Cub camps turn boys into junior jihadists

  • Date February 28 2015
  • Publication The Times

Boys as young as 13 are being trained in cubs-style jihadist camps, with Islamic State (Isis) using the threat of starvation to persuade their parents to hand them over.

With food and fuel scarce and expensive in towns and cities cut off in the self- declared state, the group is recruiting teenagers by offering food and clothing and sending payments to their families.

In the Syrian city of Raqqa, Isis’s de facto capital, activists described the militarisation of children as widespread. Abu Ibrahim Raqqawi, a founder of the activist group Raqqa is Being Slaughtered Silently, said that at least three centres were immersing children in Isis ideology and training them in weapons and fighting techniques.

The al-Khalifa Cubs Institute and the al-Farouk Cubs Institute in Raqqa, and the Sharia Camp for Cubs in the nearby city of al-Tabqa, take boys for 40 days and indoctrinate them to become jihadists.

“People are forced to submit their children to these camps where they are paid money in exchange for their children’s attendance,” he said. Parents are paid up to $200 for each child that participates. The camps teach children martial arts, the Koran, weapons training and ideology.

Parents who keep their sons from joining the camps must still allow them to study the Koran at mosques, where it is thought that sheikhs indoctrinate them to join the camps.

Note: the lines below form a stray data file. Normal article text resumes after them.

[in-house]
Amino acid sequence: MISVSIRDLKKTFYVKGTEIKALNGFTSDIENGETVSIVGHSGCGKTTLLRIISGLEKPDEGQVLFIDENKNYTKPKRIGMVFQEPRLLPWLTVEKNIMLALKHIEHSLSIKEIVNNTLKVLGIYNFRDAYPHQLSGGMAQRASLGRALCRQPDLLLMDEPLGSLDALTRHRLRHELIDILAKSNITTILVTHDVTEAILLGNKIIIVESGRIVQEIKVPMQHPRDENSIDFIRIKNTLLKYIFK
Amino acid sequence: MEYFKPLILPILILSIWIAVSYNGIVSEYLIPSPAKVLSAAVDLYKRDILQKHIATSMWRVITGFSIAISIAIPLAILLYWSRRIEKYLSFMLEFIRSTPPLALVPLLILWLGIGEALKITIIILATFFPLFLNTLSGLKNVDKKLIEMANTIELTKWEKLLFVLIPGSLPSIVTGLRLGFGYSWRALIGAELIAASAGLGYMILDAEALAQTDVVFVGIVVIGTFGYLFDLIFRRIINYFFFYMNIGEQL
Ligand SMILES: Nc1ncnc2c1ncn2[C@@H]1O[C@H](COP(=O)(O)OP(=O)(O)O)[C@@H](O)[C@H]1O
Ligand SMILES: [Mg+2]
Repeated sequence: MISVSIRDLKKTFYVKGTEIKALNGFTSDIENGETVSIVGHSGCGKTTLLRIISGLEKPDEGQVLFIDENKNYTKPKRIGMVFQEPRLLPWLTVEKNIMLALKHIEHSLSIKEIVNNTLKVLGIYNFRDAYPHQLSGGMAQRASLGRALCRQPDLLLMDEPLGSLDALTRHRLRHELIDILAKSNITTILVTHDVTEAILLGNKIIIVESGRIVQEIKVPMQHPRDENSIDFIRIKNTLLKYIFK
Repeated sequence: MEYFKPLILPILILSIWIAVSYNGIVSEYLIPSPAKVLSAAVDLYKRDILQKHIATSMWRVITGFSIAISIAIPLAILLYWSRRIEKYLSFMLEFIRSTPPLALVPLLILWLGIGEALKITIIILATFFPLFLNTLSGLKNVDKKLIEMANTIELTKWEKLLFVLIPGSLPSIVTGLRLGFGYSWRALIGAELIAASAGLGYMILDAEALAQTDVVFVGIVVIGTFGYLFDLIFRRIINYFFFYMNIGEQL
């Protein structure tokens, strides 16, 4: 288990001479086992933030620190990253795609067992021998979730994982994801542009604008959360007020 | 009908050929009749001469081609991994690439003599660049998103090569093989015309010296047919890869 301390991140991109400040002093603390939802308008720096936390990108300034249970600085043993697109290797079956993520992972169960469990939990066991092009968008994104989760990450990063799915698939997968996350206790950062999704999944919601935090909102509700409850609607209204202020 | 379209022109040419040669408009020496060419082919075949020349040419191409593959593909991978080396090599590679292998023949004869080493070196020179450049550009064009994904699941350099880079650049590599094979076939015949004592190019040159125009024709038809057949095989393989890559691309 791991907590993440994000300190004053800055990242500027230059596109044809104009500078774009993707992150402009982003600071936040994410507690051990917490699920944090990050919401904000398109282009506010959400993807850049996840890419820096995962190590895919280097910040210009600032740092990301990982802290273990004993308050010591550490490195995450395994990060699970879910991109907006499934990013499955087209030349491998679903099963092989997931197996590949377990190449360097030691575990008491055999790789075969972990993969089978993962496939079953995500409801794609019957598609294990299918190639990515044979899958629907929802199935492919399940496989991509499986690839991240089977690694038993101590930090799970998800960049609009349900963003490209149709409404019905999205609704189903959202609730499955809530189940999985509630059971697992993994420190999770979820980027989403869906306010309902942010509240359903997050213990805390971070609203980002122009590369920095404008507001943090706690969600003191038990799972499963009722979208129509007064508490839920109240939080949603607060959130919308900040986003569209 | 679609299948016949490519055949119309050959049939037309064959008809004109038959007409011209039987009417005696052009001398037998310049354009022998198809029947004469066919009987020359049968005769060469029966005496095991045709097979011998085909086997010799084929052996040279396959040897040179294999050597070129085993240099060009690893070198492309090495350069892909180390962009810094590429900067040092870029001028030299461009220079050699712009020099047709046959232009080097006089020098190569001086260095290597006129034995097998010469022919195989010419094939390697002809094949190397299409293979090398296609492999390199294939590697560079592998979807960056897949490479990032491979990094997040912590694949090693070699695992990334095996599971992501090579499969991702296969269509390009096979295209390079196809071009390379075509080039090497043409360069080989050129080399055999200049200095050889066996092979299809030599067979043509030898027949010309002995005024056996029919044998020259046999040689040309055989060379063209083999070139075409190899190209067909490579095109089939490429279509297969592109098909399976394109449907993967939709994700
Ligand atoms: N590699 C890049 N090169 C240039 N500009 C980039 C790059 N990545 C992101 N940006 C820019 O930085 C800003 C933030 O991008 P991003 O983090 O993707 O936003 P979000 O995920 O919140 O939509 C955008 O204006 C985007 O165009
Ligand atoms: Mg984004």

The camps are not confined to Syria. Abu Waleed, a teacher from Hawija, Iraq, said he knew of two training camps and that each was full, with between 250 and 350 children in each. Those aged under 13, who are not allowed to attend the camps, were still being put to work as spies, being paid about $100 per month to inform on family, friends and neighbours, he said.

Michael Stephens, the deputy director of the Royal United Services Institute think-tank, said that he had heard witness accounts of families being compensated to send boys to camps in Raqqa, Mosul and Kobani, which has since been recaptured by the Kurdish peshmerga.

“A lot of the social development policy of Isis is based on targeting families from low incomes ... and low levels of education,” he said.
Families were also paid for enlisting children as suicide bombers, he said.